Chantal Gervais, Cindy Stelmackowich, Sarah Sudhoff, Rx – Corina Ilea

[Fall 2009]

In Plain Sight Gallery, Montreal
April 18 to May 23, 2009

The Rx exhibition, curated by Penny Cousineau-Levine and Zoe Casino at the In Plain Sight Gallery in Montreal, explores the inherent conflicts aroused by the intrusions of medical devices and representations into the construction of identity. The presupposed neutrality and innocence of the medical gaze attempting to build up the utopian project of an exhaustive mapping of the human body (as in the case of the Visible Human Project in the 1990s) is painstakingly questioned, revealing instead the levels of control, submission, and trauma undergone by a patient in order for internal medical “coherence” to be restored. But such coherence is a myth. The body has long ceased to be understood as unified; rather, it is seen as having levels of fragmentation.

The photographic works of Chantal Gervais, Cindy Stelmackowich, and Sarah Sudhoff investigate the body subjected to invasive technological examinations and being penetrated by the medical gaze directed at what is not normally displayed in “plain sight.” Acknowledgment of the medical gaze reconfigures the system of knowledge, marking the transition of the body from the private to the public space.

The body, scanned and examined by a system that provides photographic proof, undergoes a fundamental internal dissociation. Chantal Gervais’s photographs exploit the flatbed scan device, as in her feminine Vitruvian self-portrait, and the MRI (magnetic resonance imaging), a medical technique used mainly in radiology. Meant to provide evidence of malfunctions within the patient’s body, the intrusive yet medically necessarily gaze on the unwanted and dysfunctional has become, in these photographs, a cartographer of the unseen geography of the body, creating an internal space to be explored. This procedure is turned, by a healthy artist, into a means of entering her own intimacy. The threshold of the skin has been crossed, even though there is no disease other than the construction of identity, there is no pain involved, no foreign body or abnormality. Interest itself is the intruder. Gervais’s stylized and almost transparently spectral self-portraits could be seen as the foreign body par excellence: present yet elusive, a permanent yet veiled threat, always a potential danger to be uncovered – the stranger within.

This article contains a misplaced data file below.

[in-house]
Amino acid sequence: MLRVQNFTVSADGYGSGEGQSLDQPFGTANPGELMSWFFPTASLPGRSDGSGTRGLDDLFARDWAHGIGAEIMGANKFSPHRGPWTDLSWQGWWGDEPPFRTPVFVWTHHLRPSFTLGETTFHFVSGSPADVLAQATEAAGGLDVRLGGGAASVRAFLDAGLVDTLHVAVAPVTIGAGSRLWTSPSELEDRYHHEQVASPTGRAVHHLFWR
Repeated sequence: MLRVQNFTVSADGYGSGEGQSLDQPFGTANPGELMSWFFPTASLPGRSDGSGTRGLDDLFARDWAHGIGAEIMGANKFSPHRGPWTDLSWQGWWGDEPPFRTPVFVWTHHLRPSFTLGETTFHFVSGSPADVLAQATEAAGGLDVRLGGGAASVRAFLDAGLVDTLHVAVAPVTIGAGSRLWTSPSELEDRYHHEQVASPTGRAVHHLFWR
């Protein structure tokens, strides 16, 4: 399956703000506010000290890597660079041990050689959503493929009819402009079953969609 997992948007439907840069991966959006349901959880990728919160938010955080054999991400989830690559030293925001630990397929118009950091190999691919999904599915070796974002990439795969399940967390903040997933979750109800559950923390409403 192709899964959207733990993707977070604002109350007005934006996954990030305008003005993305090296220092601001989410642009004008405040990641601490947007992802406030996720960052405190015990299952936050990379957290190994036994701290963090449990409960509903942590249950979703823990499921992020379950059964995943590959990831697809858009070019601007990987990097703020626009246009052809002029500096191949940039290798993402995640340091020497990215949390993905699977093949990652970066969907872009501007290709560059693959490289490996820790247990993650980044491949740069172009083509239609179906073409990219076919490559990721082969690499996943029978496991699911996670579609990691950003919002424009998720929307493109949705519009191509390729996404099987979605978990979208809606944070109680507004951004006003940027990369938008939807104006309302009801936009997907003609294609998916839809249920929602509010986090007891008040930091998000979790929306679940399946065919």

While Gervais performs an aesthetic inquiry into the internal structure of bodily fluids and organs, Cindy Stelmackowich places at the core of medical investigation, through the use of classic anatomical models in motionless postures, the experience of trauma and the repressed silence. In Stelmackowich’s images, the authority of the medical gaze, claiming knowledge of and control over the patient’s body, is confronted with representations of disasters. She juxtaposes lithographs from the nineteenth-century atlases used by surgeons with images of fires and shipwrecks taken from the London Illustrated News. The images of disasters find a “homely” dwelling in the representational crevasses opened up in the illustrated bodies, involving graphic details of veins, bones, and nerves, thus questioning the way in which the medically scrutinized patient experiences trauma.

Sarah Sudhoff’s intimate knowledge of cervical cancer triggers a step forward into the conflicted feelings of a patient facing a necessary medical intrusion that must also become a form of public scrutiny. The artist’s self-portrait within the aseptic environment of the hospital reveals a tensed body subjected not only to the inquiring gaze of her doctors, but also, within the space of the exhibition, to the look of total strangers, who witness a highly intimate hypostasis behind which lurks the raw presence of the actual cervical cancer. This striking presence determines her confrontation with a disease the cure for which requires a radical invasion of her body – a body now centred around a foreign presence, producing an emotional fragmentation. Disease and suffering relocate the body at the core of the impaired organs, creating an awareness that the previous muteness of the internal structure has been transformed into an explicit surfacing, therefore stripped of intimacy. And the more so, if we consider the artist’s representations of the ill body within the medical environment, a space designed to survey and exhibit what is unseen.

Through scanning, professional investigation, and documentation, medical and photographic gazes build representations of the body that penetrate its internal space, acknowledging the fundamental fragmentation already residing within. No matter how close this internal surveillance, the body preserves its fundamental estrangement, as Rx powerfully testifies.

Corina Ilea is a Ph.D. student at Concordia University, Montreal. Her research focuses on dis- placements of the body in contemporary photography.